This email poses a great question. Do I do what is right my MY situation? Or do I do what may not be necessary, but will make it easier for others in a similar situation in the future?
She needs a solution in 48 hours so time’s a wastin’. Here’s the email.
Long time listener, infrequent commenter, first time caller.
My 13 year old daughter has Celiac Disease, no one else in the family does. We keep a Gluten Free house, and Mom and Dad stay GF while we’re out with her. She was diagnosed 4 years ago, and our lives have adjusted pretty well, although not without the usual trials and tribulations. (Curse you NASCAR! and Kelloggs for canceling GF Rice Krispies!)
My wife and I have a topic that is specific to my daughter’s education, but falls under the larger topic of “What accommodations do Celiacs need or want? We are talking to my daughter’s school district about creating a 504 plan; this is an official document that officially records her disability and the accommodations that the school district MUST make for that disability. If it states something must be done to accommodate the student and the school district fails to do that, they are open to legal and other penalties.
These documents are really meant to talk about what the school district needs to do once, then to make sure they keep doing it. It’s not a “the school district will make their best effort to make these accommodations” document. It’s a “Do this or else you are open to legal action” document.
So we looked at a sample of a 504 plan for another student with Celiac Disease. In her document, there was a long section of what the cafeteria was required to do to safely prepare a Gluten Free meal. New utensils, hand washing and new gloves, separate toaster, etc. It was very specific and just the kind of policy you really hope is in every commercial kitchen that offers separate GF options. The thing is, my daughter has always brought her own lunch, even before she was diagnosed, and her sister, who is non-celiac, doesn’t eat the cafeteria food either. (They’re food snobs, what can I say?). I can’t see us ever needing the policies around the GF cafeteria options, so the question is, should I have them included or not?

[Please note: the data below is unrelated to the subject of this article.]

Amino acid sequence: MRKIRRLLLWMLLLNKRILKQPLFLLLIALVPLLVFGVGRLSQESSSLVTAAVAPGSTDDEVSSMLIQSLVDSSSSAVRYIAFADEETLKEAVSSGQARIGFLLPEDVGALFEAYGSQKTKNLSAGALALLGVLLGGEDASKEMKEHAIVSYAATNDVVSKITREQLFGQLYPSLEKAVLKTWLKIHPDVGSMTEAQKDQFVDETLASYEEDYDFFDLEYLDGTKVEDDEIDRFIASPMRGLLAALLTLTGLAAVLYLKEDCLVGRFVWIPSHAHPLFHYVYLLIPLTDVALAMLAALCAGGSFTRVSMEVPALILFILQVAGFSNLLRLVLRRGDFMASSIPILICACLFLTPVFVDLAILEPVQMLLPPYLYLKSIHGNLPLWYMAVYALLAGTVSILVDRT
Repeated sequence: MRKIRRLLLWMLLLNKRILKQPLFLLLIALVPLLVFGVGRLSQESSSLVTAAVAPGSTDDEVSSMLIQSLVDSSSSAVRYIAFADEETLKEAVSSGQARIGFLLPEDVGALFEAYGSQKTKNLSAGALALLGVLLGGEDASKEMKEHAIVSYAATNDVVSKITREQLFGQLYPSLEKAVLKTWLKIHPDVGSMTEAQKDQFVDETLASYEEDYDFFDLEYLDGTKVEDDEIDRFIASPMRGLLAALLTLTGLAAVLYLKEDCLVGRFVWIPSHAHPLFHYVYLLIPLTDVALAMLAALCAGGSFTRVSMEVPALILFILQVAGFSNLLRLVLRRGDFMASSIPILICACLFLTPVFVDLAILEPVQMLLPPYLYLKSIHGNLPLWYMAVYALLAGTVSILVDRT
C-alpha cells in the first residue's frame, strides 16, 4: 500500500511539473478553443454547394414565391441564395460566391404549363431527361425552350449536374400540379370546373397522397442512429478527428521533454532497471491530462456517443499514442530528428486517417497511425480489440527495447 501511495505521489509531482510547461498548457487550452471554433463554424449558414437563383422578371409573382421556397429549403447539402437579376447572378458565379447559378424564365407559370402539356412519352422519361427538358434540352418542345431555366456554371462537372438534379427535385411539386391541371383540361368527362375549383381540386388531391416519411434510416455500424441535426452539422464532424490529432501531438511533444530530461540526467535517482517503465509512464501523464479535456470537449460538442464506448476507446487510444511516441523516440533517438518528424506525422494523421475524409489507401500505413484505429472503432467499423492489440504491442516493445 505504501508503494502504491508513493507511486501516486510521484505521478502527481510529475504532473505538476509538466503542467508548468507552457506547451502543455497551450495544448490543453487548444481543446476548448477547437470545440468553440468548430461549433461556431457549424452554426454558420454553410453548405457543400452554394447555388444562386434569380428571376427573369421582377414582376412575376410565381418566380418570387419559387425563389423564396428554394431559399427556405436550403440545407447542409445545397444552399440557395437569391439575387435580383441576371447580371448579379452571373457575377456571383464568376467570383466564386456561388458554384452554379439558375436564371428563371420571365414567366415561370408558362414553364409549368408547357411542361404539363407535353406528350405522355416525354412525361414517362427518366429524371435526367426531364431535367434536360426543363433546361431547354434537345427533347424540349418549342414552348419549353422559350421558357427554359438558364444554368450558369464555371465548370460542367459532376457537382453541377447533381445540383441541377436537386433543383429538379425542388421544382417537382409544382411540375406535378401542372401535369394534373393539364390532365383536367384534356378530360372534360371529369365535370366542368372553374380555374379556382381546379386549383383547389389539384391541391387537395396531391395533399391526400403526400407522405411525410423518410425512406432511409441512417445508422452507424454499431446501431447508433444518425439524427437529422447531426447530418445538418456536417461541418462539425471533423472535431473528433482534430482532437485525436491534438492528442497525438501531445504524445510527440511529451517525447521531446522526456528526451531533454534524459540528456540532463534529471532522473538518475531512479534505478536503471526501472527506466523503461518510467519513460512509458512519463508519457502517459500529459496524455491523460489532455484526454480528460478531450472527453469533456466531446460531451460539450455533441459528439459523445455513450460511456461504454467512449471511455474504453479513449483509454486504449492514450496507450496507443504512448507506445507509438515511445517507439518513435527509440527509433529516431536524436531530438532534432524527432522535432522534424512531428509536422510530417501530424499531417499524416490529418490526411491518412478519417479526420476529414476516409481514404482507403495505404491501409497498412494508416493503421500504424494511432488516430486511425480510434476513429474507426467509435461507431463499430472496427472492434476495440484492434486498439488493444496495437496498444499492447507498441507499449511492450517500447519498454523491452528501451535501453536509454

On the leave-them-out side, we are part of a typically under-resourced urban school district, and requiring them to spend extra resources on something we don’t need and won’t use seems really wasteful. Also, the stuff we want in there, field trip accommodations, snack food locker on campus, no bathroom restrictions, etc., we really want in there and want it to be followed to the letter. If we have a big section that we just ignore, does it make it easier to ignore the rest? Finally, we’re a go-along-get-along kind of family, and if we don’t need something, why ask for it?
On the put-them-in side, if we don’t mention the cafeteria, then do we make it harder for the next kid with Celiac Disease. “Well, Jenny (not her real name) has Celiac and didn’t ask for any of this cafeteria stuff, so why do you need it?” It’s not the kind of thing you want to amend. And they should do it because, well, it’s the right thing to do.
Right now, we’re thinking about putting in a “for activities as required” clause. So we can list everything, field trips, snacks, cafeteria, then say “We don’t require the cafeteria part”. That way it’s part of the official document, but the school district doesn’t have to change their cafeteria for us. But, we’d thought we put it out there for Dude-Kingdom to comment on, if you thought it was interesting enough.
After your reading the last letter you posted, from 2014, we’ll be long past the decision point, but I thought it still might make for an interesting discussion.
I love everything about this email.
I love the fact the parents stay gluten free with her.
I love the fact that she cares enough about the future celiacs and not just her situation. Note to most people: The world would be a better place if we ALL behaved this way.
I love the fact that she also does not want the under-funded school to waste resources on something that does not apply to their daughter.
I love the last zinger she gave to me about taking too long to get back to emails. Well deserved :)
And I love the fact that she answered her own question pretty much as I would have. The cafeteria clause NEEDS to be in there to protect future celiacs. But at this point in time, there is no need to follow through on it for their daughter.
I think this is a win-win, but never being in the same situation, I could be completely and utterly wrong. It wouldn’t be the first time.
What do you think folks…what would you do?